The organisation LiverWELL advocates for nutrition as a great preventative tool to support your liver. Explore their helpful ‘Eating Well Lifestyle Guide’7, which includes handy wholefood recipes to support over 50s health. As they highlight in the guide, fatty liver disease often occurs when excess fat is stored in the liver. A great way to reduce the amount of fat stored in the liver is to nourish your body with fibre from wholegrains, such as rye bread, plant-based protein like lentils, or a wide variety of seasonal fruit and vegetables.

There are no magical foods that will protect your liver. However, as recommended by LiverWELL7 including these 12 ‘super foods’ in your diet can help keep your body in tip top shape:

  • Almonds
  • Oats
  • Blueberries
  • Salmon
  • Soybeans
  • Tea
  • Yoghurt
  • Broccoli
  • Kidney beans
  • Spinach
  • Pumpkin
  • Beetroot.

6. Move your body with regular physical activity

Exercise is also an important factor in keeping your liver well. A recent study by the Department of Hepatology at Westmead Hospital and the University of Sydney revealed even small amounts of exercise were effective in reducing non-alcoholic fatty liver disease (NAFLD). Participants of the study all showed improvement in liver fat of about 18-29%, even though they undertook varying levels of intensity in their exercise regimen8.

As well as fighting non-alcoholic fatty liver disease (NAFLD), maintaining a healthy weight is important for liver function. A fast-paced walk increases your heart rate and will help your liver to produce necessary nutrients for digestion. Movement can also help the liver to convert amino acids into glucose to keep you energised.

7. Keep on top with regular blood test

A liver function test is covered by PBS in Australia and is the best way to identify any liver condition that may be causing you discomfort. Where your results show there may be a need for further investigation or treatment, your health insurance with Apia could cover you. Speaking to your GP about these routine tests is strongly recommended for those over 50.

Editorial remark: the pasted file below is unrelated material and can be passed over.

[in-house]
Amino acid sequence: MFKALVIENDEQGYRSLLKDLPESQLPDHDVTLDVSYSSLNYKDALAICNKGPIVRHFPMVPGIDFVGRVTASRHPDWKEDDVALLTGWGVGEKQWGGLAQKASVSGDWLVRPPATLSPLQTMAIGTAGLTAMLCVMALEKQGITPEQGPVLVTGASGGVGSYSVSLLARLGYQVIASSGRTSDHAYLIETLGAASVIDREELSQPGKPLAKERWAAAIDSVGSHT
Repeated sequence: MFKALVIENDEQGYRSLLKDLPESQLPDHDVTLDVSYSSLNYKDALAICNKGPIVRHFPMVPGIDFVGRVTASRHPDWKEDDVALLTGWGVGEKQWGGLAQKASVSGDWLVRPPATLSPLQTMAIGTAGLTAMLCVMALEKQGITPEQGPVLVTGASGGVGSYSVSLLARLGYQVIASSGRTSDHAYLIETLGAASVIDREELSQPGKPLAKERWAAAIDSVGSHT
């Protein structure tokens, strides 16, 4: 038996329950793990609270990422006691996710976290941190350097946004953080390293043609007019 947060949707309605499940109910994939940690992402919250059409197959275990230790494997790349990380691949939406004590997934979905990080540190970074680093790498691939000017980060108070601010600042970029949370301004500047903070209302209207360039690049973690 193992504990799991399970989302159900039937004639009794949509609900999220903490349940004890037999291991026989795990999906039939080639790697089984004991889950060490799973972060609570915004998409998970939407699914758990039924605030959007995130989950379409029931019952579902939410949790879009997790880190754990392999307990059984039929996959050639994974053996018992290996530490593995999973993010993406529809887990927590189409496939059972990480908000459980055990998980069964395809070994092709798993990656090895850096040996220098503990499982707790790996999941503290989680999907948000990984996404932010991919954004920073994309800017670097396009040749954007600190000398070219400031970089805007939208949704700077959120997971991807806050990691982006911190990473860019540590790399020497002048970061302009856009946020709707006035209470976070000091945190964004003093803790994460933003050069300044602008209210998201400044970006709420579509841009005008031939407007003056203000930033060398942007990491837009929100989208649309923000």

Make sure you’re covered with health insurance

Supporting your liver is one way of taking care of your health. Another is getting the right health insurance. Apia Health Insurance offers three levels of cover for both Hospital and Extras, enabling you to choose a policy that suits your needs, covering you for many liver conditions.

Learn more about Health Insurance

  1. https://www.newscientist.com/article/mg22129502-600-our-liver-vacation-is-a-dry-january-really-worth-it/
  2. https://bmjopen.bmj.com/content/7/5/e013739.full?ijkey=PdzUkpR0ZSqp8Cu&keytype=ref
  3. https://www.researchgate.net/publication/42610641_In_vitro_and_in_vivo_hepatoprotective_effects_of_the_aqueous_extract_from_Taraxacum_officinale_dandelion_root_against_alcohol-induced_oxidative_stress
  4. https://www.nrv.gov.au/nutrients/iron
  5. https://www.tga.gov.au/community-qa/recommended-paracetamol-doses
  6. https://bpspubs.onlinelibrary.wiley.com/doi/10.1111/bcp.13656
  7. https://www.hepvic.org.au/wp-content/uploads/2020/11/Eating-Well-lifestyle-guide.pdf
  8. https://www.elsevier.com/about/press-releases/research-and-journals/new-study-indicates-that-exercise-improves-non-alcoholic-fatty-liver-disease